Arrow-right Camera
The Spokesman-Review Newspaper
Spokane, Washington  Est. May 19, 1883

Miss Manners: Avoiding unwanted questions at the doctor’s office

By Judith Martin, Nicholas Ivor Martin and Jacobina Martin Andrews McMeel Syndication

DEAR MISS MANNERS: When I take my 6-year-old to the doctor to treat allergies or colds, medical forms ask for my marital status. I’ve been leaving this part of the form blank ever since getting unsolicited advice on single parenting from a nurse a few months ago.

I provide a second emergency contact when the forms ask for one, and I’d be happy to give my marital status if I could see how it was relevant to my child’s treatment.

Today, I was checking in my child for a medical procedure. The nurse asked me for my marital status, and I replied, “Oh, why do you ask?” I hoped she’d either give me a medical reason or move on to the next question, but instead she said, “So I can fill in this form.”

Annoyed, I shortly answered: “Skip.” She moved on to the next question. Could you please suggest a more polite way to handle this conversation the next time it comes up?

GENTLE READER: “I am my child’s primary parent. Neither of us is currently married – nor are we looking.”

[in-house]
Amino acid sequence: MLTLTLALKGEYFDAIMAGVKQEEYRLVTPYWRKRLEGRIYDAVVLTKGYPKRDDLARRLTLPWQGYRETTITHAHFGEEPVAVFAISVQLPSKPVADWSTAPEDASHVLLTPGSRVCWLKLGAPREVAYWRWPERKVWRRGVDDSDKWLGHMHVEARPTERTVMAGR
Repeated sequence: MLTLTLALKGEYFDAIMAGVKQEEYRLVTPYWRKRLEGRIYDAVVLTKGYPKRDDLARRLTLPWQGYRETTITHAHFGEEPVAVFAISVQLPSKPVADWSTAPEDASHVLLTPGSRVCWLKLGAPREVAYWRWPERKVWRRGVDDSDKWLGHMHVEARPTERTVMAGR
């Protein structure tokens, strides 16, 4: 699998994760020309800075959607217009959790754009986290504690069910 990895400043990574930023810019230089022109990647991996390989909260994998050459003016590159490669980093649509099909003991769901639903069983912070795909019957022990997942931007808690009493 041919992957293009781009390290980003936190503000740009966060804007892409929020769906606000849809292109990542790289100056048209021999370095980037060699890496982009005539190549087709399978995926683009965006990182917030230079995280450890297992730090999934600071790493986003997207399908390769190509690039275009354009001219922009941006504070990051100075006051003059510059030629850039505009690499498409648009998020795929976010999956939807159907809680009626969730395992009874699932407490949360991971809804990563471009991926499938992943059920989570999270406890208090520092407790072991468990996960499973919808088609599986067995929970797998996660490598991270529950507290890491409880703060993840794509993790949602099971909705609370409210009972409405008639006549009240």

DEAR MISS MANNERS: My husband is a groomsman for some longtime friends of ours. They attended our wedding a couple months ago, and we are so excited for their coming union. Then we found out that I am not invited to the rehearsal dinner – only he is.

When we were planning our wedding, I was told that if anyone in the wedding party had a spouse, they were to be included in all rehearsal-related activities. I am particularly bummed because we are traveling across the country for their wedding. Is it appropriate to express my disappointment to the couple?

GENTLE READER: Only if you want to make for an extremely awkward next encounter. The couple will either begrudgingly invite you to the rehearsal dinner, or remain steadfast that it is wedding party-only. If it is the latter, surely there are other spouses in a similar position. Miss Manners suggests you seek them out to plan your own evening’s entertainment. And then resolve to have a lot more fun.

DEAR MISS MANNERS: There is a six-year difference between my sister and me, but there is no missing the fact that we are sisters. Lately in social settings, we are often asked which one of us is older. This question has been asked by complete strangers and co-workers.

With strangers, I have no hesitation in taking a page from your book and asking, “Why do you want to know?” and then changing the subject. My quandary is in responding to co-workers and their significant others. We have another work/family gathering in a few months, and it would be helpful to have a polite, tactful response.

GENTLE READER: To be clear, if Miss Manners recommended, “Why do you want to know?” as a proper response, it was meant to be asked in a tone of mild curiosity, not shirt-gripping demand.

And she reminds you that strangers are no less entitled to a polite answer than family and friends, no matter how impertinent the question. How about answering, instead, “We are like twins. Can’t you tell?” That should confuse them into silence – and changing the subject themselves.

Please send your questions to Miss Manners at her website,